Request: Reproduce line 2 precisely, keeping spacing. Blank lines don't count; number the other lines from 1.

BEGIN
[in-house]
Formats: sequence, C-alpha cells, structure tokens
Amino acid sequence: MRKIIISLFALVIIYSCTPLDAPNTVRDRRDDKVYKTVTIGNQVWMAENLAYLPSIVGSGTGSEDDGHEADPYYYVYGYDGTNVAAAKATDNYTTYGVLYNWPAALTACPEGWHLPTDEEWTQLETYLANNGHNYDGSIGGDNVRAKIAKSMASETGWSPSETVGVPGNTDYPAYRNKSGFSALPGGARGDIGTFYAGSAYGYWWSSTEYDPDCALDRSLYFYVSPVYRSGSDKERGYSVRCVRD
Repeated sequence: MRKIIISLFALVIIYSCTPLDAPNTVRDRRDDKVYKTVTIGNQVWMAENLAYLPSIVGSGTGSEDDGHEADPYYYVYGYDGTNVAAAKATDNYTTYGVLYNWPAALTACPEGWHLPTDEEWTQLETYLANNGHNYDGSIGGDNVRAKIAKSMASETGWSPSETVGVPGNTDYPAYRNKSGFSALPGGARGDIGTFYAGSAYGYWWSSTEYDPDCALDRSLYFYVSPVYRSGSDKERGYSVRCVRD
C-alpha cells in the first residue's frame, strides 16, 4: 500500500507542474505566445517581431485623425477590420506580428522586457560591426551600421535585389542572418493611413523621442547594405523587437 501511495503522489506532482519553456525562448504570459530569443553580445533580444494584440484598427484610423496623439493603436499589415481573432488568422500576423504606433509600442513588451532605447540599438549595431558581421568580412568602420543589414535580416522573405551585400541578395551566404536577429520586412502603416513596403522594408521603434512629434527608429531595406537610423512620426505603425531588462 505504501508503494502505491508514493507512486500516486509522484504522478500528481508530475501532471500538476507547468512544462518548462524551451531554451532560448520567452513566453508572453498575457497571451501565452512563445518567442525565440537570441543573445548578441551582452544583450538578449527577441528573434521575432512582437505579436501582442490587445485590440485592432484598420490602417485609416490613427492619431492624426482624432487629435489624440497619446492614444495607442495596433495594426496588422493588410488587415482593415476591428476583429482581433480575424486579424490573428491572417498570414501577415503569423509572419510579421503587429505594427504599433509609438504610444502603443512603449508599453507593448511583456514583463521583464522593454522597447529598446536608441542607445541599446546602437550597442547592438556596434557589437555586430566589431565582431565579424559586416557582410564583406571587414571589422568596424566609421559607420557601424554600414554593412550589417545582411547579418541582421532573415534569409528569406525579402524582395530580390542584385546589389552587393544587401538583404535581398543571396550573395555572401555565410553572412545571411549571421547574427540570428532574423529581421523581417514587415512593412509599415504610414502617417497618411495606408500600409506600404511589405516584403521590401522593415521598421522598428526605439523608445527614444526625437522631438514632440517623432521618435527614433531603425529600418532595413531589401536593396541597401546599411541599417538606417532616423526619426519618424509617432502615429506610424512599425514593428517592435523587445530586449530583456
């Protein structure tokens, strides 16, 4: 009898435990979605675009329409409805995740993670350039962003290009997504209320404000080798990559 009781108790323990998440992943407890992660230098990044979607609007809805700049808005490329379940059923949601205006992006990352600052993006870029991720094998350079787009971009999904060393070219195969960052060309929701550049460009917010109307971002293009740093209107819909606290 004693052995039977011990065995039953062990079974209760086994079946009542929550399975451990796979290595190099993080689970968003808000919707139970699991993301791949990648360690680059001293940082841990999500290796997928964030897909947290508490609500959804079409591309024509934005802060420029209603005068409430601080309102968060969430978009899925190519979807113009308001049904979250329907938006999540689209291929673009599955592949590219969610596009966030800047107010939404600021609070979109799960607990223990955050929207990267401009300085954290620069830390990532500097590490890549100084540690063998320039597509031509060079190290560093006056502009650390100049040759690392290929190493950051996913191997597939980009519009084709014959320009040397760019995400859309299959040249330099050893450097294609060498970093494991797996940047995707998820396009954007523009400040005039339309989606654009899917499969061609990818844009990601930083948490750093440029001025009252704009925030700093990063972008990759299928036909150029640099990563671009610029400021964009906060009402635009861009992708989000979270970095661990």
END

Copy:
Formats: sequence, C-alpha cells, structure tokens